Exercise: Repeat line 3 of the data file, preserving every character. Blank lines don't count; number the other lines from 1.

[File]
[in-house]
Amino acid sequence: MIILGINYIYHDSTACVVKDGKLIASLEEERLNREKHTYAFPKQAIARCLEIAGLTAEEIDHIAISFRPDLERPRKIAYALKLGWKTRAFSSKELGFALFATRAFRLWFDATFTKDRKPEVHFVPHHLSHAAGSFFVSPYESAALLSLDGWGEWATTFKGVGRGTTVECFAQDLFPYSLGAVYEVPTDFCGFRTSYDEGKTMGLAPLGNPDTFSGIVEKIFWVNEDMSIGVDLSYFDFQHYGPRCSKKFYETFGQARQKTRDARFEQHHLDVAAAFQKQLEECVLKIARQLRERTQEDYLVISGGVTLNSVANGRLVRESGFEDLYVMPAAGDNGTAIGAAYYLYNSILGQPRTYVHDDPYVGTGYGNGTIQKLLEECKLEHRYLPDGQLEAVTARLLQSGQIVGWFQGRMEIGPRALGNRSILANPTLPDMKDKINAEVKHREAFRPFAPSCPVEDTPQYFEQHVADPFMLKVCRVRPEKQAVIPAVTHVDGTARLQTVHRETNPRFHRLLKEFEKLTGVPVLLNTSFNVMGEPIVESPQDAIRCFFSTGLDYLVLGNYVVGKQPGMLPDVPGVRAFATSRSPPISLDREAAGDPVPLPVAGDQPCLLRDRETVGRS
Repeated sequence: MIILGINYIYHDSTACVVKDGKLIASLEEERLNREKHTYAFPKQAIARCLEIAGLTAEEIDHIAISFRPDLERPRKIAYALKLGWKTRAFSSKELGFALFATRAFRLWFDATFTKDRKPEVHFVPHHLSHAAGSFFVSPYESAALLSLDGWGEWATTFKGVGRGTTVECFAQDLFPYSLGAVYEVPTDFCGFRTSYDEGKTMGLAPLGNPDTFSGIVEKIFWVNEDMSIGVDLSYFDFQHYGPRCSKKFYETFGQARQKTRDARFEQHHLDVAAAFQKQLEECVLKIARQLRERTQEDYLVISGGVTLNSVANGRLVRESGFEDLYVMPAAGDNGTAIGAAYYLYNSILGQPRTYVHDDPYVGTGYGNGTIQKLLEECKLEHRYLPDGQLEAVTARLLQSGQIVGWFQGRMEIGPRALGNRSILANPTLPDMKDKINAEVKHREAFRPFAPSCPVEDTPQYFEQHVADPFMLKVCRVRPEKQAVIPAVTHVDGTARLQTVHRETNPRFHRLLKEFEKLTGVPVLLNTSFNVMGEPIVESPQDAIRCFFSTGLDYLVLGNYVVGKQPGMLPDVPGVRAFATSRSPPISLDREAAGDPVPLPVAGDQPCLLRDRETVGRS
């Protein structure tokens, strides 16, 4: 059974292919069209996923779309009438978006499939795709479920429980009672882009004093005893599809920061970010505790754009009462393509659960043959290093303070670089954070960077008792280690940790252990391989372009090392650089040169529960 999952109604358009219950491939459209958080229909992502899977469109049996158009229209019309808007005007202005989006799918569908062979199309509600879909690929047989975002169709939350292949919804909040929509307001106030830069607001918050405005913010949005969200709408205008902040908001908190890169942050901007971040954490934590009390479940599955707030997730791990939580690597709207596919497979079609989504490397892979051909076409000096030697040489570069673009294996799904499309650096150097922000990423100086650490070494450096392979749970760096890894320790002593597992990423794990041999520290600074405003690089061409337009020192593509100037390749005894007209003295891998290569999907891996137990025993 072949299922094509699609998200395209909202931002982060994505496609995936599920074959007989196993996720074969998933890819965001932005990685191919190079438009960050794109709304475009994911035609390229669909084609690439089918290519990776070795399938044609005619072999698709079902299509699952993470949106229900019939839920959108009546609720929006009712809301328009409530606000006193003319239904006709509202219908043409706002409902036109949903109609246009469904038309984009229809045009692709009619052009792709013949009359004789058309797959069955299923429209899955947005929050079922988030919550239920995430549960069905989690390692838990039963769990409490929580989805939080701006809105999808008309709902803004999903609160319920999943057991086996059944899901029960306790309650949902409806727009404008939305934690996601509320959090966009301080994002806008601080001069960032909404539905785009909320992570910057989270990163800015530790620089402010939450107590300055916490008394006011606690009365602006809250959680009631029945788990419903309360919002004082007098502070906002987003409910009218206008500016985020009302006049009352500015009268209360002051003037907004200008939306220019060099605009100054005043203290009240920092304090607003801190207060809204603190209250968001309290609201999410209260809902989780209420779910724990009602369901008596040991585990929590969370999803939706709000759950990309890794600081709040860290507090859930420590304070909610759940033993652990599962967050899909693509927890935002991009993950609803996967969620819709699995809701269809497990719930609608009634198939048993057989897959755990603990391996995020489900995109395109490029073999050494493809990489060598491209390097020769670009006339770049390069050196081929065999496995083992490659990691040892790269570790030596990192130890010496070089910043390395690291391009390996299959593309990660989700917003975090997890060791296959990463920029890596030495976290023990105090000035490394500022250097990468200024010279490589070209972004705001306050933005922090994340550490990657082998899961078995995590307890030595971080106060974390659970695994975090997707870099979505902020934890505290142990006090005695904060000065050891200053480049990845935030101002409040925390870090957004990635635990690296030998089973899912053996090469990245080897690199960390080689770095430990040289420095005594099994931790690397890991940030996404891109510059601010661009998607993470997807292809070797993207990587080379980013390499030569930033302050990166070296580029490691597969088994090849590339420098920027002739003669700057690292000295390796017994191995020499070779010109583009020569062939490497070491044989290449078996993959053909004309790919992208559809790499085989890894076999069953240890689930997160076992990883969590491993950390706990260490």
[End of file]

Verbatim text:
Repeated sequence: MIILGINYIYHDSTACVVKDGKLIASLEEERLNREKHTYAFPKQAIARCLEIAGLTAEEIDHIAISFRPDLERPRKIAYALKLGWKTRAFSSKELGFALFATRAFRLWFDATFTKDRKPEVHFVPHHLSHAAGSFFVSPYESAALLSLDGWGEWATTFKGVGRGTTVECFAQDLFPYSLGAVYEVPTDFCGFRTSYDEGKTMGLAPLGNPDTFSGIVEKIFWVNEDMSIGVDLSYFDFQHYGPRCSKKFYETFGQARQKTRDARFEQHHLDVAAAFQKQLEECVLKIARQLRERTQEDYLVISGGVTLNSVANGRLVRESGFEDLYVMPAAGDNGTAIGAAYYLYNSILGQPRTYVHDDPYVGTGYGNGTIQKLLEECKLEHRYLPDGQLEAVTARLLQSGQIVGWFQGRMEIGPRALGNRSILANPTLPDMKDKINAEVKHREAFRPFAPSCPVEDTPQYFEQHVADPFMLKVCRVRPEKQAVIPAVTHVDGTARLQTVHRETNPRFHRLLKEFEKLTGVPVLLNTSFNVMGEPIVESPQDAIRCFFSTGLDYLVLGNYVVGKQPGMLPDVPGVRAFATSRSPPISLDREAAGDPVPLPVAGDQPCLLRDRETVGRS